Mar 13, 2009

System Access Node Not Found



Rooted Vegetable posted:

This brings me to yet another point, SSH Public Key Management. What is the usual approach the context of consumer NAS/Home Servers for this?

I've got a mixture of devices around the place, one Linux sofa warrior laptop, a VM for shitposting, a work windows laptop, gaming windows VM, Pi for a jumpbox. For the devices that support it (Unraid, explain yourself again!) keeping SSH keys neatly managed between all of them is kind of a hassle if you follow the "private key never leaves the device" approach. If I went to add each public key to every other device, that would take ages.

Long story short: Want to sync public keys between all of those? The simplier and easier to manage the better.
ssh-copy-id is your friend, it exists to copy your public key as the first thing you do when you connect to a new server.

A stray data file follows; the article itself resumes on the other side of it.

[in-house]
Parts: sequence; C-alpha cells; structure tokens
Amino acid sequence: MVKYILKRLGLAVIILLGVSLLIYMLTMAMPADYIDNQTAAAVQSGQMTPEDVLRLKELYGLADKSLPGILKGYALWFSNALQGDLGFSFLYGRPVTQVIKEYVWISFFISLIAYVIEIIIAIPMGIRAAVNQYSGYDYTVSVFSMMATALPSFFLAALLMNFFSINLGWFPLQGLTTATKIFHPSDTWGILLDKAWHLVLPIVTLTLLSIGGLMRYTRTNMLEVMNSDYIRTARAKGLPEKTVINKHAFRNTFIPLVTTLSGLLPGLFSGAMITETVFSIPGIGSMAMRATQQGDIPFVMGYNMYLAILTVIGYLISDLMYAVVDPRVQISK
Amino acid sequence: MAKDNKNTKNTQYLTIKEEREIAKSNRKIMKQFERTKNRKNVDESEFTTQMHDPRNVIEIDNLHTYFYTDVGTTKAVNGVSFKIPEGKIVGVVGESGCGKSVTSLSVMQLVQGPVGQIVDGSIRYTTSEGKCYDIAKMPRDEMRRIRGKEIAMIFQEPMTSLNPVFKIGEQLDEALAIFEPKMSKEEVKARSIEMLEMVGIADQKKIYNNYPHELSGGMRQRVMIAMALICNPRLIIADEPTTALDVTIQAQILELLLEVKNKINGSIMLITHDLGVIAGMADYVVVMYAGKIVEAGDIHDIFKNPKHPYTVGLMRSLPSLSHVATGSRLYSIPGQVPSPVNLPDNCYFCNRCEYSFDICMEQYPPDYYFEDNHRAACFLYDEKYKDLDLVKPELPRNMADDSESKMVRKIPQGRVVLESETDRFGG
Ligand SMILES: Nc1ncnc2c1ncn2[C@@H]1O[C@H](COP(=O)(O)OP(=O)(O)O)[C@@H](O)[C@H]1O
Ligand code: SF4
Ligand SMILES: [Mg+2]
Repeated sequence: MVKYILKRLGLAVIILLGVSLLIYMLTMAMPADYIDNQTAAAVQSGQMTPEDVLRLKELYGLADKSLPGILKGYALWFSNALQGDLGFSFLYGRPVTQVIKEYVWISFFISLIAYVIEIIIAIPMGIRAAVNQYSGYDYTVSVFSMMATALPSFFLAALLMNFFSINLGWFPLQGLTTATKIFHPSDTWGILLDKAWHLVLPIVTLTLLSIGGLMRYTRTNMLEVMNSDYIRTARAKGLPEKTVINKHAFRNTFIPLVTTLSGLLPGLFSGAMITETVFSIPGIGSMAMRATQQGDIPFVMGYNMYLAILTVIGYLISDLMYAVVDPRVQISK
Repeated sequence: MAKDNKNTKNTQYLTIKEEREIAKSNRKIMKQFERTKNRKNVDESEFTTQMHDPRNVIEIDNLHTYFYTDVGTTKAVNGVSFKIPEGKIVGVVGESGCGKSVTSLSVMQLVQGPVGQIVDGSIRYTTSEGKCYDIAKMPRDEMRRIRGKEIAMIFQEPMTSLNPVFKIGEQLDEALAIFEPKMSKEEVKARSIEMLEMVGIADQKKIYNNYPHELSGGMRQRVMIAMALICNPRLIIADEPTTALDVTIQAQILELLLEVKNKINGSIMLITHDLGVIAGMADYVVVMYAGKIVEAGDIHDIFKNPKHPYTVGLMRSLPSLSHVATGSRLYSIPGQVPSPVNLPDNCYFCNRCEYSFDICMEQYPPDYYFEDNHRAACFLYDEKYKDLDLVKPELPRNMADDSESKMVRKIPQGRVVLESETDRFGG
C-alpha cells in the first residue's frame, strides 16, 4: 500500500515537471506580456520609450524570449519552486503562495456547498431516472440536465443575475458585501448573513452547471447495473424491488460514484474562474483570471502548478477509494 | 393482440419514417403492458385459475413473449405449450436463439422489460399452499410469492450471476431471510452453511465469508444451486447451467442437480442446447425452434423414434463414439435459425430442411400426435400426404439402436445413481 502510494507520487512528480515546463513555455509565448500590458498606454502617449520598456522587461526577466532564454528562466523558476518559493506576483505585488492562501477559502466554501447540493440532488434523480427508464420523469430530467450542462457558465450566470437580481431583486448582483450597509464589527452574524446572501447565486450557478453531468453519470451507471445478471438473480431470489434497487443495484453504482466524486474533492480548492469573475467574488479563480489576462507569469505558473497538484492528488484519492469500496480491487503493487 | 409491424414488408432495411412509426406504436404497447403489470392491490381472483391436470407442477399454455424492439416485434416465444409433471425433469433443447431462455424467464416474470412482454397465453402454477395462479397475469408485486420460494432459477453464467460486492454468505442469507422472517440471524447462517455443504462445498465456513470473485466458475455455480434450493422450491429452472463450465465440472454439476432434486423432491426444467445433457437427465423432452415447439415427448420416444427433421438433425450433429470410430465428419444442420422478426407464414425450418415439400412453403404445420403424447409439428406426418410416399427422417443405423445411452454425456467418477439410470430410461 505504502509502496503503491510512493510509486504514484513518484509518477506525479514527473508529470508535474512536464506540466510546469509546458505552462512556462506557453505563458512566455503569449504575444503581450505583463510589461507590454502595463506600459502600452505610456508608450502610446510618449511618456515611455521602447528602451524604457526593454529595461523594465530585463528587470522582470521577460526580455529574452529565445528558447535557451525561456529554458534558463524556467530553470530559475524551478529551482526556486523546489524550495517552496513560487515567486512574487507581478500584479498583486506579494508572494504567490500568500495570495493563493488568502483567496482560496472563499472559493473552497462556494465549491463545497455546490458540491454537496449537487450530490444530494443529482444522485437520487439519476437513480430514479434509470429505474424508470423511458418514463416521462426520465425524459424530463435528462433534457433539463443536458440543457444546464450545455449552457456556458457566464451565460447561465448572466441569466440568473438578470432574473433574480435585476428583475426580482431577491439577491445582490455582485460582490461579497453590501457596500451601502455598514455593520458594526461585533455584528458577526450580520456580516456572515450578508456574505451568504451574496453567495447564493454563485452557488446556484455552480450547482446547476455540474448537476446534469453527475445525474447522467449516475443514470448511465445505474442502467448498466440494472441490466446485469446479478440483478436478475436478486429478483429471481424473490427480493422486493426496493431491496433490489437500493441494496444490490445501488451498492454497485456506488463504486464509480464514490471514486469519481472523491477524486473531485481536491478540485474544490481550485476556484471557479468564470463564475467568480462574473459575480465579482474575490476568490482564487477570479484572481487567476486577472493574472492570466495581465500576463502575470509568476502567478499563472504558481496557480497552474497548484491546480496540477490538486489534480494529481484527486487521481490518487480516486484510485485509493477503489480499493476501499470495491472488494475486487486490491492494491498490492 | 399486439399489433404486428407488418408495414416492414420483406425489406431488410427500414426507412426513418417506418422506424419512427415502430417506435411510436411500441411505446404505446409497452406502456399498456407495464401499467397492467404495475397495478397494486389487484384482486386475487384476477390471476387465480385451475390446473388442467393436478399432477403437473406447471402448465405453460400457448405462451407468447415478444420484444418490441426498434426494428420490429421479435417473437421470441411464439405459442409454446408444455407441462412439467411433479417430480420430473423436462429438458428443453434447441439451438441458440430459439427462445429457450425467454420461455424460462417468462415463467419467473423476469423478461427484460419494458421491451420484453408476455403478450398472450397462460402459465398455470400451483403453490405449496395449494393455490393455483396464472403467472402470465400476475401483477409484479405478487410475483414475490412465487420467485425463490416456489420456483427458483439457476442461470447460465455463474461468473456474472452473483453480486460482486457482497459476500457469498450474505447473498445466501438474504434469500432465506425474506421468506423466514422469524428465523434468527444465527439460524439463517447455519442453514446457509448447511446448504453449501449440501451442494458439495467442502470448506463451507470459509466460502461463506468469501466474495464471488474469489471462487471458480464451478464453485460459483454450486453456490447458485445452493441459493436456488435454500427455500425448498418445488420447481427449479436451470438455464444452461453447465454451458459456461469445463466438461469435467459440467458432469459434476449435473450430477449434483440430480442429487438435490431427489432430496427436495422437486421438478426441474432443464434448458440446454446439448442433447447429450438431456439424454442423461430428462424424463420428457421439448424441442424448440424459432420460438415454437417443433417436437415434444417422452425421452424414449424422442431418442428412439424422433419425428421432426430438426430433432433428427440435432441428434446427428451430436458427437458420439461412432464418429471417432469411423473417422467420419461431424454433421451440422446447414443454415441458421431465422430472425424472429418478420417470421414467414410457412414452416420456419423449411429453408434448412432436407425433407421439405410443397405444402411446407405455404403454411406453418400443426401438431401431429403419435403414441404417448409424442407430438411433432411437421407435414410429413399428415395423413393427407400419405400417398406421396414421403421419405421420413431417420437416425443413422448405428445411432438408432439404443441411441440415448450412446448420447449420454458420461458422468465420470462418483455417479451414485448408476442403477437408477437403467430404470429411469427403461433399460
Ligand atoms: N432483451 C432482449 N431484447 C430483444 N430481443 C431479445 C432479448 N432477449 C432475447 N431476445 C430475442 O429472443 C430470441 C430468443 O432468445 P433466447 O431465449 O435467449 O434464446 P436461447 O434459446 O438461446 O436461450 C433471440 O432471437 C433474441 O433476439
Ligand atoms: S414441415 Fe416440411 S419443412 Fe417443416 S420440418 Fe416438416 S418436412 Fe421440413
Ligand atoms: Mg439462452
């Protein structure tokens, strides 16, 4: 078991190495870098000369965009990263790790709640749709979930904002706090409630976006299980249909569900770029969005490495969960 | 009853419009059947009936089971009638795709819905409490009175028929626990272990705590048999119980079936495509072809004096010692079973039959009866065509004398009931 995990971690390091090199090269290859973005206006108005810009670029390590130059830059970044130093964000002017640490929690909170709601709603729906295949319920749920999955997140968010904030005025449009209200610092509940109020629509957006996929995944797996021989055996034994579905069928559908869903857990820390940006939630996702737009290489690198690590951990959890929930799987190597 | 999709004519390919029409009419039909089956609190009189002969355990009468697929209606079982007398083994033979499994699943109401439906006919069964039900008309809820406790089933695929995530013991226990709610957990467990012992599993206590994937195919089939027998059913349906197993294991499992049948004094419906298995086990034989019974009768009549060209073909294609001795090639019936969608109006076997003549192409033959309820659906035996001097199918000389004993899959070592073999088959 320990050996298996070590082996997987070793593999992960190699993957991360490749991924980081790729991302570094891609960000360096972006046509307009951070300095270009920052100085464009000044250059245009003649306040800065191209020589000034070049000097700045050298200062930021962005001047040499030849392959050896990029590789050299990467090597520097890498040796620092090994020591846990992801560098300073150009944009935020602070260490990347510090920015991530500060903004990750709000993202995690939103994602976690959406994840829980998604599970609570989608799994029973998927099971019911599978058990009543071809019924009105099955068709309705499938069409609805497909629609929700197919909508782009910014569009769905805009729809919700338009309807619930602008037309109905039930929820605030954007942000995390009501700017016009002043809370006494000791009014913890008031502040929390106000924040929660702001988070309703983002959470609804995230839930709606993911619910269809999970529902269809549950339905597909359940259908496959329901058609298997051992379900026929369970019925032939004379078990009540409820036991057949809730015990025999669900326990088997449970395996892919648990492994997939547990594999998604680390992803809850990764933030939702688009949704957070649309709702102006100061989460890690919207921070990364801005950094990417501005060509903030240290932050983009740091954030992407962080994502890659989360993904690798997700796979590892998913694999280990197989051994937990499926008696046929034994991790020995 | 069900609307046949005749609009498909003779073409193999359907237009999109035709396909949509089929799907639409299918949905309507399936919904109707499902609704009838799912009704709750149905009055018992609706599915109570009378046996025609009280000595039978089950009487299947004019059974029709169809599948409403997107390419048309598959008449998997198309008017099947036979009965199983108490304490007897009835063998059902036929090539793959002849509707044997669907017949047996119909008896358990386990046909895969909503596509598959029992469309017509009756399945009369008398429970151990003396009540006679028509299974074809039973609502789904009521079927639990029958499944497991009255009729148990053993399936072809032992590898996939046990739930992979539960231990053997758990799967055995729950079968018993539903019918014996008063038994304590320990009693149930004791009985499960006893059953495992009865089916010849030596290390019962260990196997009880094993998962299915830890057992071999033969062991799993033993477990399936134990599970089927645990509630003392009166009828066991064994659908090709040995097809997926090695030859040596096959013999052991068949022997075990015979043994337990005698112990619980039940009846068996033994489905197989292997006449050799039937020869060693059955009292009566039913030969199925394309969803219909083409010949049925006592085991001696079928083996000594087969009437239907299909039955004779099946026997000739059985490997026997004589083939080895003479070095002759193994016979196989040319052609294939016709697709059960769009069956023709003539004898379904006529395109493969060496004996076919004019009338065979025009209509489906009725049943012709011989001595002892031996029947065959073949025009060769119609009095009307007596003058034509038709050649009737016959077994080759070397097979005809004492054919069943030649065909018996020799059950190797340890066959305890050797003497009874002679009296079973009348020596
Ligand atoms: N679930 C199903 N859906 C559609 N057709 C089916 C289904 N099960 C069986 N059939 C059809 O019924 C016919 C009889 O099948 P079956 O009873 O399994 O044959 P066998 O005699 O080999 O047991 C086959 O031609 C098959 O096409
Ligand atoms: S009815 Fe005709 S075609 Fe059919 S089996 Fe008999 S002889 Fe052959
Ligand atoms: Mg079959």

Matt Zerella posted:

*stares in ansible*
If we have to make things complicated, I'm tempted to say that the proper way to do it is (optionally split-horizon) DNS with (self-hosted?) CA, DNSSEC, and SSHFP Records - because there's no such thing as overkill.

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Rooted Vegetable
Jun 1, 2002



BlankSystemDaemon posted:

ssh-copy-id is your friend, it exists to copy your public key as the first thing you do when you connect to a new server..

This is what I ended up doing. I spent 5 minutes running round my machines and utility VMs getting Public Keys to add to GitHub, then another few running that command + restarting sshd (or the whole machine because who gives a poo poo).

However when I add a machine or key later I've got the whole performance all over again.